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Definitions in Mechanics

  1. The partition function [Kit, p.61, (10)] is the normalizing factor that converts relative probabilities to absolute probabilities [Kit, p.138, l.6-l.8], so Kittel defines the grand partition function accordingly [Kit, p.138, (53)]. Indeed, the formalism helps us guess the definitions concerning the grand canonical ensemble from the corresponding definitions concerning the canonical ensemble. However, the benefit of doing so can only be seen from hindsight. Thus a guess based on formalism actually eliminates the motive that prompts us to look for the grand partition function [Rei, p.346, l.-11-l.-1].

  2. The a defined in [Rei, p.347, l.12] and the a defined in [Pat, p.99, (6)] turn out to be the same [Rei, p.49, (9.6.15) & Pat, p.102, (5)]. These two approaches provide different perspectives of a.

  3. Sometimes the purpose for introducing a definition is far more important than the definition itself.
        [Pat] introduces the concept of canonical ensemble in [Pat, pp.53-61, 3.2] without discussing the important role that the concept plays in application [Rei, pp.219-221, 6.7].

  4. In practice, we would like to express a physical quantity (e.g. entropy) in terms of parameters that are readily measured by experiment [Rei, p.124, l.-9].

  5. (Temperature)
    1. Analytic definition [Rei, p.99, (3.3.10)].
    2. Theoretical measurement with respect to a thermometric parameter of a thermometer [Rei, p.104, l.8-l.12].
    3. Absolute temperature [Rei, p.105, l.8] is independent of the nature of the particular thermometer used and directly connected with theoretical equations [Rei, p.133, l.10-15].
    4. The practical measurement given by a gas thermometer is based on the equation of state for an ideal gas [Rei, p.133, l.-10-l.-9].
    5. Absolute temperature interpreted by
      1. the mean energy per degree of freedom [Rei, p.106, l.6-l.11].

      2. heat [Rei, p.106, l.-13-l.-9].

  6. The advantages of various versions of a definition.
        The definition of entropy in [Rei, p.215, (6.6.5)] has three mathematical advantages [Rei, p.218, l.16-l.24], while the definition in [Rei, p.216, (6.6.8)] has an intuitive physical meaning.

  7. The source of a definition.
    1. Inductive definition.

      An inductive definition is defined by its properties. The definition itself may not tell us how to construct any examples. However, it will naturally lead to the general construction once we endow the definition with a physical meaning. A physical meaning of scalar product: The kinetic energy in terms of generalized coordinates [Gol, p.326, l.2]. General method of reproduction:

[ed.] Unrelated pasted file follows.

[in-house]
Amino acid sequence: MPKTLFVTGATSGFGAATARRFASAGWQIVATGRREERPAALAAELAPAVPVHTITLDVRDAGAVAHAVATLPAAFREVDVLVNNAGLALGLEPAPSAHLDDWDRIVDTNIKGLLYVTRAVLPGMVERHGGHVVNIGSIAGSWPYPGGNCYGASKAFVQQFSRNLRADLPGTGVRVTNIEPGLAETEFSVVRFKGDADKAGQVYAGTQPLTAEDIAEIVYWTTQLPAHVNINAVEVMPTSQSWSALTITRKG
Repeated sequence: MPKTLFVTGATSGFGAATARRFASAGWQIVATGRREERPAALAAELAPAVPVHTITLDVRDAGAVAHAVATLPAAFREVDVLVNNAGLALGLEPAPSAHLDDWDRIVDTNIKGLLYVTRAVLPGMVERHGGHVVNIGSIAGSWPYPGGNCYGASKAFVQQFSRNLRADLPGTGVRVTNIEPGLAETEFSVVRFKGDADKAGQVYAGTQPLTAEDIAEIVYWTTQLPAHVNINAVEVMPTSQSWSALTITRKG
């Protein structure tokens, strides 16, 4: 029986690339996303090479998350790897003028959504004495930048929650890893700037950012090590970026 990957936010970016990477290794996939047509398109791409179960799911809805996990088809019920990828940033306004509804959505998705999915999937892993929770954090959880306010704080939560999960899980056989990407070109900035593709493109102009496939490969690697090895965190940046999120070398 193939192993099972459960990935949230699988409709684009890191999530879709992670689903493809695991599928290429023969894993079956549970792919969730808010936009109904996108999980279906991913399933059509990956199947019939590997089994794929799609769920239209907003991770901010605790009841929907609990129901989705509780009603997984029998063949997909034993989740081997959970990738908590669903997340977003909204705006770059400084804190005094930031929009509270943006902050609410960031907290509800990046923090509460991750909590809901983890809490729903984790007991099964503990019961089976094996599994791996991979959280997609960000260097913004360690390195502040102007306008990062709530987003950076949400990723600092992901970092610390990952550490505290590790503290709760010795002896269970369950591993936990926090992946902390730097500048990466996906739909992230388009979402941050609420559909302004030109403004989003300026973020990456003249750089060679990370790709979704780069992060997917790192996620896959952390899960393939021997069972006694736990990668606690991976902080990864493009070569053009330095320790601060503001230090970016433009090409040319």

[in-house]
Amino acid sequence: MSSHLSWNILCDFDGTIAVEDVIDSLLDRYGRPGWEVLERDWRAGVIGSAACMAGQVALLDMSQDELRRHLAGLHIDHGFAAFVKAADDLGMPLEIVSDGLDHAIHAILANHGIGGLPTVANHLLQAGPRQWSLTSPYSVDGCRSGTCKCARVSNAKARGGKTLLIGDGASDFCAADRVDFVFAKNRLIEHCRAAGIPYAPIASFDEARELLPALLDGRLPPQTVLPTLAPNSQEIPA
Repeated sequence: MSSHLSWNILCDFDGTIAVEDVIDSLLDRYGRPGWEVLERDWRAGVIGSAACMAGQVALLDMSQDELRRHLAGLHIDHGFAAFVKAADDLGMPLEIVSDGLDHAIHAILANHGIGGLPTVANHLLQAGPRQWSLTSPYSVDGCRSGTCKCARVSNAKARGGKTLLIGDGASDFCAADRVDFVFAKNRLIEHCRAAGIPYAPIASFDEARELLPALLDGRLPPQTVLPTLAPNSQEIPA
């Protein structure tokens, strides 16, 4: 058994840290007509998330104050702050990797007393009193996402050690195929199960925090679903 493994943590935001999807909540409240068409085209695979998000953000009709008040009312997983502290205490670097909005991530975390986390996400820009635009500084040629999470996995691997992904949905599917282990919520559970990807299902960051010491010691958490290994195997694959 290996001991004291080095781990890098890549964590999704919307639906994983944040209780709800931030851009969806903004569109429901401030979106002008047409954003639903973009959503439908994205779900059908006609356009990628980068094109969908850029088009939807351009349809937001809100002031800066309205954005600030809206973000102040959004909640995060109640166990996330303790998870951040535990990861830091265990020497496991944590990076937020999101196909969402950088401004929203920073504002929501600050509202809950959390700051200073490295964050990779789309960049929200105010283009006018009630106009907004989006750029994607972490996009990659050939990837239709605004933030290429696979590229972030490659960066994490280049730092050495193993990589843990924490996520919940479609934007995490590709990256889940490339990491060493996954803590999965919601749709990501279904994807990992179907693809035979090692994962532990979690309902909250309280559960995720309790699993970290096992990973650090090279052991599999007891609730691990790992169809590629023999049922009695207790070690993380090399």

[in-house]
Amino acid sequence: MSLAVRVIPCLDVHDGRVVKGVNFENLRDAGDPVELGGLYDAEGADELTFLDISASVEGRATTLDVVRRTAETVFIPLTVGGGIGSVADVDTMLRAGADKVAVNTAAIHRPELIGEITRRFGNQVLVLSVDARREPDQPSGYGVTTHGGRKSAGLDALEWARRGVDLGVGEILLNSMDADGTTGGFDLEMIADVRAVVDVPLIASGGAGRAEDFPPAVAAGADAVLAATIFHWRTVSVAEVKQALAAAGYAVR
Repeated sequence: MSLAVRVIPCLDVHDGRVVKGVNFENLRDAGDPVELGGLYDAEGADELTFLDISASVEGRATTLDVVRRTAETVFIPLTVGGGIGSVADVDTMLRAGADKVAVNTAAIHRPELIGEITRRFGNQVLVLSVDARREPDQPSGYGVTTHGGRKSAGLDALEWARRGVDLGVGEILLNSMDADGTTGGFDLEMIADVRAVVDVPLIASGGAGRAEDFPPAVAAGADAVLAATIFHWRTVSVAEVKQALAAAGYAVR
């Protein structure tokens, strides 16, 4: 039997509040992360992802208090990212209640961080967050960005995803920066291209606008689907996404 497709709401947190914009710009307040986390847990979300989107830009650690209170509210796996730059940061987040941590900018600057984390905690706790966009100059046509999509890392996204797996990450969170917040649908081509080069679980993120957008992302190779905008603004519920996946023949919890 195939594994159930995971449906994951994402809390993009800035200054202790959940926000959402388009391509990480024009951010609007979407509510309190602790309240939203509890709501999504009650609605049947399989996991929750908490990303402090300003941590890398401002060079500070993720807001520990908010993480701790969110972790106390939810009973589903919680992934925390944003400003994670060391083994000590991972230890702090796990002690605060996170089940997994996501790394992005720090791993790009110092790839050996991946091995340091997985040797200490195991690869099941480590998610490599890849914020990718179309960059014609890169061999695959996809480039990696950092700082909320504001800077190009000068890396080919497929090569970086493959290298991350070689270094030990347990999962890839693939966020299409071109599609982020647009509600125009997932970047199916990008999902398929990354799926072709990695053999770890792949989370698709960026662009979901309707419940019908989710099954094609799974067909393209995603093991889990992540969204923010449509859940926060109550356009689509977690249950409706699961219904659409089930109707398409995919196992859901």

1. Constructing a new scalar product from the fundamental one [Jaco, vol.2, p.176, l.-19].
      2. Any scalar product can be obtained from the above method [Jaco, vol.2, p.176, l.-13-l.-11].


  8. The purpose of a definition is to describe the big picture.

    Differentiation is the inverse of integration. More precisely, its key idea is to take the infinitesimal average [Kap, p.240, (4.49) & p.240, l.-6]. We should not be distracted from this main concern [Kap, p.240, l.-1] by any special type of approach, say, using an abstract measure [Ru2, p.164, Definition 8.3] and a sequence of open balls [Ru2, p.163, l.-2].

  9. If a theorem can be derived from a definition, we should prove the theorem. We should not consider the theorem as another definition because we may easily leave out the important procedure of checking its consistency [Sad, p.13, (1.21) & p.15, (1.30)].

  10. As long as we do not sacrifice the effectiveness of the procedure to check the definition, we should define a concept [Say, curl A] as generally as possible because
    1. we may easily recognize the common pattern and
    2. it then becomes possible to obtain various cases by simply substituting the appropriate data [Kara, p.50, (2.50)]. In contrast, the complication caused by coordinate transformation [Sad, p.77, l.-3-l.-1] is meaningless.

  11. We choose the definition of a concept to best meet the occasion.
    Example. Definition of pressure.
    1. For theoretical purpose: -p = (∂E/∂V)S [Rei, p.161, (5.5.4)].
    2. For the practical measurements made with instruments that are available:
      -p = (∂F/∂V)T [Rei, p.163, (5.5.14)].

  12. When we propose a new definition that is more general than the old one, we must show that there exists an example that satisfies the new definition but not the old one. If the two definitions were equivalent, it would be unnecessary to give another name for the same concept.
    Example.
    Old definition: Pure state [Coh, p.297, l.-14].
    New definition: Mixed state [Coh, p.300, §4].
    [Coh, p.439, comment (ii)] provides an example of mixed state that cannot be represented as a pure state.
    Discussion. The difficulty in finding such an example is due to the fact that the two types of averaging inherent in a mixed state are inseparable [Lan5, p.18, l.-7].

  13. A definition serves to illustrate a point; it does not ramble on about the trivial. [Lan3, p.5, l.−10] shows that a complete set serves to collect enough simultaneous measurements to characterize a physical state. In contrast, Cohen's definition of c.s.c.o. [Coh, p.143, §b] emphasizes mathematical formalism and logical rigor, but somehow misses the original point.